I talked about need, in terms of this issue. Everyone has needs they want to meet. Often parents need their children to live out a certain life, and that is often because they could not. It’s important to notice that their expectations of us are their needs, belong to them and not to us. Their agendas for us. What is most helpful is to determine what we need to feel happy. If it’s to please our family then so be it. But if it is do something else, then the best thing we can do is listen to ourselves. If we try to go against the grain of who we truly are we tend to suffer greatly.

Programming

We talked about the importance of understanding that we have all been ‘programmed’ since childhood, even before birth. The genes we inherit are the beginning of the ‘programming’. Those genes will dictate to some extent what our personality will be like, what our physical body will be like. Then when we are born whoever cares for us will ‘program’ us in different ways. When we go to school the system will ‘program’ us in certain ways, our teachers will also ‘program’ us depending on their personality and teaching style, and our peers, our playmates will have a strong influence as well. And our culture, our society will ‘program’ us in certain ways as well.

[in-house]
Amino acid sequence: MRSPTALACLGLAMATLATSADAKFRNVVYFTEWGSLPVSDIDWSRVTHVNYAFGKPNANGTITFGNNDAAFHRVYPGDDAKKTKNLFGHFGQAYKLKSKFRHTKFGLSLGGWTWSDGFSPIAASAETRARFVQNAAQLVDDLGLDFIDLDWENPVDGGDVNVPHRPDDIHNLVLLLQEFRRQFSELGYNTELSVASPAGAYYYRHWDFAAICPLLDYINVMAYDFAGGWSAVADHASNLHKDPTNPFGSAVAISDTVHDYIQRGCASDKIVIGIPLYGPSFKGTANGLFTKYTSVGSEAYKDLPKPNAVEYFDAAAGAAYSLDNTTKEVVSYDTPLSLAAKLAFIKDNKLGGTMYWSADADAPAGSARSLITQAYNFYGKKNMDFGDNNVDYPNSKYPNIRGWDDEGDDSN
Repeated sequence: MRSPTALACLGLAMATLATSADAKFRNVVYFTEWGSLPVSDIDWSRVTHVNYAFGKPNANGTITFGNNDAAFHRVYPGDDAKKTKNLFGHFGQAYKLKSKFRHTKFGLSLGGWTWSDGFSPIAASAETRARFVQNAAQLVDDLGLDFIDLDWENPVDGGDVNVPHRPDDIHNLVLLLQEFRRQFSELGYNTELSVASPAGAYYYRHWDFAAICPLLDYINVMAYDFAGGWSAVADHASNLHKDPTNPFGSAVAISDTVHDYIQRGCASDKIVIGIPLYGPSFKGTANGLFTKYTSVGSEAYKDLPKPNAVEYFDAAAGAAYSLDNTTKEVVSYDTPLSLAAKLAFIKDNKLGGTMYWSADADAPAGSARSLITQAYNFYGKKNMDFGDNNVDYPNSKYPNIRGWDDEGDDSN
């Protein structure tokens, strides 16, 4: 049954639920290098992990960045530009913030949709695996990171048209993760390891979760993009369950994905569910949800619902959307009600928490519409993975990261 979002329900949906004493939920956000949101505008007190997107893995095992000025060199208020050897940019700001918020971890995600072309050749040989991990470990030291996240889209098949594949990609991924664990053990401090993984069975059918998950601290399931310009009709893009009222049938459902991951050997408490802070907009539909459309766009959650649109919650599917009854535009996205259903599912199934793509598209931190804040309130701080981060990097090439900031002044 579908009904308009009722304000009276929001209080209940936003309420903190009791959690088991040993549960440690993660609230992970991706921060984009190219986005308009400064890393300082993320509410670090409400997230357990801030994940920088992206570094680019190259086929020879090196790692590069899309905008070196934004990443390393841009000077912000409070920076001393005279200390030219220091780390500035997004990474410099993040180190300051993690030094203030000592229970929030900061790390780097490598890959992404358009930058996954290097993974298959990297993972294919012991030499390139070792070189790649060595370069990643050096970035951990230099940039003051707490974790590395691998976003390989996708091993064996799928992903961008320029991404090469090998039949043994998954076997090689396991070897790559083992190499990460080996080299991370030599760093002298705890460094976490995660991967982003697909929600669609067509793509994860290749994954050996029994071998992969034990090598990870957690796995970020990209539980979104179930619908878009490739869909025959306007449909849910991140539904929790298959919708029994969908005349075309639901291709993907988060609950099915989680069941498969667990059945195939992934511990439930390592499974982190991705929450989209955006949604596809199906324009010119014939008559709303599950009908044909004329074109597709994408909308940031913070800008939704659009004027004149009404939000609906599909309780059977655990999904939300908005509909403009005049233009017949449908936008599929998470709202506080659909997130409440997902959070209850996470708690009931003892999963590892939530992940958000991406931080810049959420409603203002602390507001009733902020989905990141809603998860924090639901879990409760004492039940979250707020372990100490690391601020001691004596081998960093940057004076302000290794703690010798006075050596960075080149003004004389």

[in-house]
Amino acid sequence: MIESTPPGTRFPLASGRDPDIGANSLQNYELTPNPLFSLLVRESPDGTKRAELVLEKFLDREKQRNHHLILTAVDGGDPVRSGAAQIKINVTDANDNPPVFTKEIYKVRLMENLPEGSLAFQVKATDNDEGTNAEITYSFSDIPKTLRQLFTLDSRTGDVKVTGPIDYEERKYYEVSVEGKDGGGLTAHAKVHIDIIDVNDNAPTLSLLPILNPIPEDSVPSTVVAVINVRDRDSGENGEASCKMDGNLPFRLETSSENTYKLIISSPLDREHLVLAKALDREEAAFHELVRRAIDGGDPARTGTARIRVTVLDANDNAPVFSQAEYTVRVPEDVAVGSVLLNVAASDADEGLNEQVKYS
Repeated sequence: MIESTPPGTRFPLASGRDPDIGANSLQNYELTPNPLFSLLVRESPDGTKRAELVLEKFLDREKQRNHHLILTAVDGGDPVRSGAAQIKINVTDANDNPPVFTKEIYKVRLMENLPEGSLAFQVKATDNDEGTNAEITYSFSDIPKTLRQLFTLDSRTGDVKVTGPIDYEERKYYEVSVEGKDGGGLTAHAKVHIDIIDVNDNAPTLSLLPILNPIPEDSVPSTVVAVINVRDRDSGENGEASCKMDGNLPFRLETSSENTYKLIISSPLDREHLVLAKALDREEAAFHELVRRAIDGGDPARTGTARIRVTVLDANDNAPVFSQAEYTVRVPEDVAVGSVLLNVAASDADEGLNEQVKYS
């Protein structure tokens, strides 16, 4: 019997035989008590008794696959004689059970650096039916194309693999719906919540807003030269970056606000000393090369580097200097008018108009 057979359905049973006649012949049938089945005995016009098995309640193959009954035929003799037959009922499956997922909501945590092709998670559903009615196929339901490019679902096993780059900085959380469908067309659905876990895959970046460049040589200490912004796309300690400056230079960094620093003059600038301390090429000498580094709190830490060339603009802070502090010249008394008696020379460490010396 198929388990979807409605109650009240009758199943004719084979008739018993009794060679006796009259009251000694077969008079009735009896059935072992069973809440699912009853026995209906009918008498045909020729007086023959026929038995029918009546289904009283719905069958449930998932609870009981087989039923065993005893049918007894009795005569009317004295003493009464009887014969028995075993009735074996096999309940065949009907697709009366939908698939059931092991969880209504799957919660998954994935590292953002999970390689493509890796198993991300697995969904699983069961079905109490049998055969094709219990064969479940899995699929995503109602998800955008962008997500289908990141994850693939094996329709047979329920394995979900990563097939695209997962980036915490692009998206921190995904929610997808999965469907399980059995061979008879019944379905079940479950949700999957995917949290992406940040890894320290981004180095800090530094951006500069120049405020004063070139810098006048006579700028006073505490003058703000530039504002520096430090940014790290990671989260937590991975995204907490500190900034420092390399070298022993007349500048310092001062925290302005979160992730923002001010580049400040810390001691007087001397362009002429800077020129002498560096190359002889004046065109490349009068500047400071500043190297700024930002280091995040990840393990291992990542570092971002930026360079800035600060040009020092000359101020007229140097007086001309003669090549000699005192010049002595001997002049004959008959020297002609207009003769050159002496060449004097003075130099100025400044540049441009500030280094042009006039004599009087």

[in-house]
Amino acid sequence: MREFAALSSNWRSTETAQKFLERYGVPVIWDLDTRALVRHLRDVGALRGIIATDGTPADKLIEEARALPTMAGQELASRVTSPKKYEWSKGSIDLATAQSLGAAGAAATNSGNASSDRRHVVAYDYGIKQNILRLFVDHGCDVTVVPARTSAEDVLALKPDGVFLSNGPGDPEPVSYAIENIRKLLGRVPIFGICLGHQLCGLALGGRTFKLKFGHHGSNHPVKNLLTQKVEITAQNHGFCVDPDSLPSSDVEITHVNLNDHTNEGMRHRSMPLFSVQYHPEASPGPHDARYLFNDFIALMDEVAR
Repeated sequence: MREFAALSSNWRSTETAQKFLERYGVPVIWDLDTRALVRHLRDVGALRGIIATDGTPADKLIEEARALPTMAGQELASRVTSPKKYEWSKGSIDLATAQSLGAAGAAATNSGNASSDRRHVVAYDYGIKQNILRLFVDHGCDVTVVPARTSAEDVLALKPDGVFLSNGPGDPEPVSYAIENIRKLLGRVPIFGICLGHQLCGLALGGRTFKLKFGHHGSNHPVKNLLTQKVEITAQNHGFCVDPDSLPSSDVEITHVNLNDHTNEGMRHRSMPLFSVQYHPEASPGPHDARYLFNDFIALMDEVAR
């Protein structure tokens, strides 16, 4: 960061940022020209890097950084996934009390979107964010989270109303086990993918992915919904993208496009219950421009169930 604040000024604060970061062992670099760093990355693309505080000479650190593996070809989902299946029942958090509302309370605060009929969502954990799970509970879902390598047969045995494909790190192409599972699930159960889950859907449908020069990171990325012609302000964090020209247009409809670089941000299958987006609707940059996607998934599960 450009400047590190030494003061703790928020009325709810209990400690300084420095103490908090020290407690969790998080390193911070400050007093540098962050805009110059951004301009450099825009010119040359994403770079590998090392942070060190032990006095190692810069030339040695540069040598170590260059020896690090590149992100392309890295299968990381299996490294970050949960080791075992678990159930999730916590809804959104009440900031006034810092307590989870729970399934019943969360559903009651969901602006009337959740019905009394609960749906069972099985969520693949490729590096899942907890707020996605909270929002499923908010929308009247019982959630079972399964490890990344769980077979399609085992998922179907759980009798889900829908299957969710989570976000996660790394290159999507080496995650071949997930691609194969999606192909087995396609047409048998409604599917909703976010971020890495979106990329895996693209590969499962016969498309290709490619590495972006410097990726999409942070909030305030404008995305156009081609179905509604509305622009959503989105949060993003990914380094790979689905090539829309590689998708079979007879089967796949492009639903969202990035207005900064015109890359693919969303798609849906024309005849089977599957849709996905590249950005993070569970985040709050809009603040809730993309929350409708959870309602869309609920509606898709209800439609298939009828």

By the time we are a full grown adult we have inherited a wealth of information about life, and we have integrated certain values and beliefs into our very being. We have adopted certain perspectives and certain attitudes towards others, towards ourselves and towards life itself. We will have come to many conclusions and some of them can cause us harm.

My co-facilitator, A., shared with us a story about the Dalai Lama. He was asked by someone how to deal with self-loathing. He and his translator talked for quite a while together about this question because they didn’t quite understand it. Tibetan people are not taught to loathe themselves, to put high expectations on themselves and then beat themselves up when they fail. A. made the very clear point that our self-hatred comes from this culture, it is not a basic human characteristic. It is created in our culture. This means it is learned behaviour and also means that it is possible to ‘unlearn’ it. We can choose another way of looking at ourselves.

Anger and rage